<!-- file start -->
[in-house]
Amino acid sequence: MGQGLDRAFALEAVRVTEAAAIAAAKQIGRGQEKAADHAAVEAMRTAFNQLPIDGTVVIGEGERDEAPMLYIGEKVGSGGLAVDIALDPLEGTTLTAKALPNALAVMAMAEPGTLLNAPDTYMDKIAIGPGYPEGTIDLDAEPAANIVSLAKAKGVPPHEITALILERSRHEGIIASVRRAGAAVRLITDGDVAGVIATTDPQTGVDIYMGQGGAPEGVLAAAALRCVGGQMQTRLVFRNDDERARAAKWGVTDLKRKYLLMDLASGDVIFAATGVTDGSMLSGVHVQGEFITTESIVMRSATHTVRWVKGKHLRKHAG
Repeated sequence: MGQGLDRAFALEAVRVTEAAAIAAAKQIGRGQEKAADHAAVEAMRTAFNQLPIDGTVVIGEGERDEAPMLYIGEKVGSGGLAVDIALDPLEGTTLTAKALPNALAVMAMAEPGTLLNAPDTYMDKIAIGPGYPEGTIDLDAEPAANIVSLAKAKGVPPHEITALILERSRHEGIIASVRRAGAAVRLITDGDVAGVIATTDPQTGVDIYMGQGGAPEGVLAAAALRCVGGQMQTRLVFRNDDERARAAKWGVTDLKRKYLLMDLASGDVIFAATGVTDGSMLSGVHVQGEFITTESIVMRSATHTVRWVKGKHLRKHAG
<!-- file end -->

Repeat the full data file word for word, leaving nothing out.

[in-house]
Amino acid sequence: MGQGLDRAFALEAVRVTEAAAIAAAKQIGRGQEKAADHAAVEAMRTAFNQLPIDGTVVIGEGERDEAPMLYIGEKVGSGGLAVDIALDPLEGTTLTAKALPNALAVMAMAEPGTLLNAPDTYMDKIAIGPGYPEGTIDLDAEPAANIVSLAKAKGVPPHEITALILERSRHEGIIASVRRAGAAVRLITDGDVAGVIATTDPQTGVDIYMGQGGAPEGVLAAAALRCVGGQMQTRLVFRNDDERARAAKWGVTDLKRKYLLMDLASGDVIFAATGVTDGSMLSGVHVQGEFITTESIVMRSATHTVRWVKGKHLRKHAG
Repeated sequence: MGQGLDRAFALEAVRVTEAAAIAAAKQIGRGQEKAADHAAVEAMRTAFNQLPIDGTVVIGEGERDEAPMLYIGEKVGSGGLAVDIALDPLEGTTLTAKALPNALAVMAMAEPGTLLNAPDTYMDKIAIGPGYPEGTIDLDAEPAANIVSLAKAKGVPPHEITALILERSRHEGIIASVRRAGAAVRLITDGDVAGVIATTDPQTGVDIYMGQGGAPEGVLAAAALRCVGGQMQTRLVFRNDDERARAAKWGVTDLKRKYLLMDLASGDVIFAATGVTDGSMLSGVHVQGEFITTESIVMRSATHTVRWVKGKHLRKHAG